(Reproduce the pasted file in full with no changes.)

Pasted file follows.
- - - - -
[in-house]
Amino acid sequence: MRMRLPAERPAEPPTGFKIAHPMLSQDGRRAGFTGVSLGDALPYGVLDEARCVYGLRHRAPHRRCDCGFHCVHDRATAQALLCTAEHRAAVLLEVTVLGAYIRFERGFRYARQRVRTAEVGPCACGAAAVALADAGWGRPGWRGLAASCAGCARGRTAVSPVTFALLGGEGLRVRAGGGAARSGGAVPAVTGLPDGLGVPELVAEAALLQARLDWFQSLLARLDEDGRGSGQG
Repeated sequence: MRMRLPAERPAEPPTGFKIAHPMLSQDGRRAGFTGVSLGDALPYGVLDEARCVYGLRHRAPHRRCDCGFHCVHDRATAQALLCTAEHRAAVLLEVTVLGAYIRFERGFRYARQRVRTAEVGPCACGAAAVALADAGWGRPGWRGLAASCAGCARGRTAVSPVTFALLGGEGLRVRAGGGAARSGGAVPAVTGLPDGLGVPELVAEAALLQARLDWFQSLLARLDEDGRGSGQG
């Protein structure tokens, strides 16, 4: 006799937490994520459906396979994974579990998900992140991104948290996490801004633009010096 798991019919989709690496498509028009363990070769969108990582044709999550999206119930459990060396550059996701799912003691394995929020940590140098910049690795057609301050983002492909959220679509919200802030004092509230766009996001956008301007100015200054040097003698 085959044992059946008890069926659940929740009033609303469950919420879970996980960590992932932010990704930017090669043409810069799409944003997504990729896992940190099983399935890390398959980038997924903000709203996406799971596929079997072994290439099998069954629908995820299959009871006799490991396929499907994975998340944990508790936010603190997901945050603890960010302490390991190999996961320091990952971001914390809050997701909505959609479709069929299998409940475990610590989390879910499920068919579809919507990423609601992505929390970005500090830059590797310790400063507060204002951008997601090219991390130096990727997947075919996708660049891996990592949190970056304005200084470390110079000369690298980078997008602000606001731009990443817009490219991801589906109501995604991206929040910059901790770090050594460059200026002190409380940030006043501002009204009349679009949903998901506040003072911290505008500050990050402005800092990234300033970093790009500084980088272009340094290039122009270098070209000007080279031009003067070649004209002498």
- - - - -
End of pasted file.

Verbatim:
[in-house]
Amino acid sequence: MRMRLPAERPAEPPTGFKIAHPMLSQDGRRAGFTGVSLGDALPYGVLDEARCVYGLRHRAPHRRCDCGFHCVHDRATAQALLCTAEHRAAVLLEVTVLGAYIRFERGFRYARQRVRTAEVGPCACGAAAVALADAGWGRPGWRGLAASCAGCARGRTAVSPVTFALLGGEGLRVRAGGGAARSGGAVPAVTGLPDGLGVPELVAEAALLQARLDWFQSLLARLDEDGRGSGQG
Repeated sequence: MRMRLPAERPAEPPTGFKIAHPMLSQDGRRAGFTGVSLGDALPYGVLDEARCVYGLRHRAPHRRCDCGFHCVHDRATAQALLCTAEHRAAVLLEVTVLGAYIRFERGFRYARQRVRTAEVGPCACGAAAVALADAGWGRPGWRGLAASCAGCARGRTAVSPVTFALLGGEGLRVRAGGGAARSGGAVPAVTGLPDGLGVPELVAEAALLQARLDWFQSLLARLDEDGRGSGQG
């Protein structure tokens, strides 16, 4: 006799937490994520459906396979994974579990998900992140991104948290996490801004633009010096 798991019919989709690496498509028009363990070769969108990582044709999550999206119930459990060396550059996701799912003691394995929020940590140098910049690795057609301050983002492909959220679509919200802030004092509230766009996001956008301007100015200054040097003698 085959044992059946008890069926659940929740009033609303469950919420879970996980960590992932932010990704930017090669043409810069799409944003997504990729896992940190099983399935890390398959980038997924903000709203996406799971596929079997072994290439099998069954629908995820299959009871006799490991396929499907994975998340944990508790936010603190997901945050603890960010302490390991190999996961320091990952971001914390809050997701909505959609479709069929299998409940475990610590989390879910499920068919579809919507990423609601992505929390970005500090830059590797310790400063507060204002951008997601090219991390130096990727997947075919996708660049891996990592949190970056304005200084470390110079000369690298980078997008602000606001731009990443817009490219991801589906109501995604991206929040910059901790770090050594460059200026002190409380940030006043501002009204009349679009949903998901506040003072911290505008500050990050402005800092990234300033970093790009500084980088272009340094290039122009270098070209000007080279031009003067070649004209002498």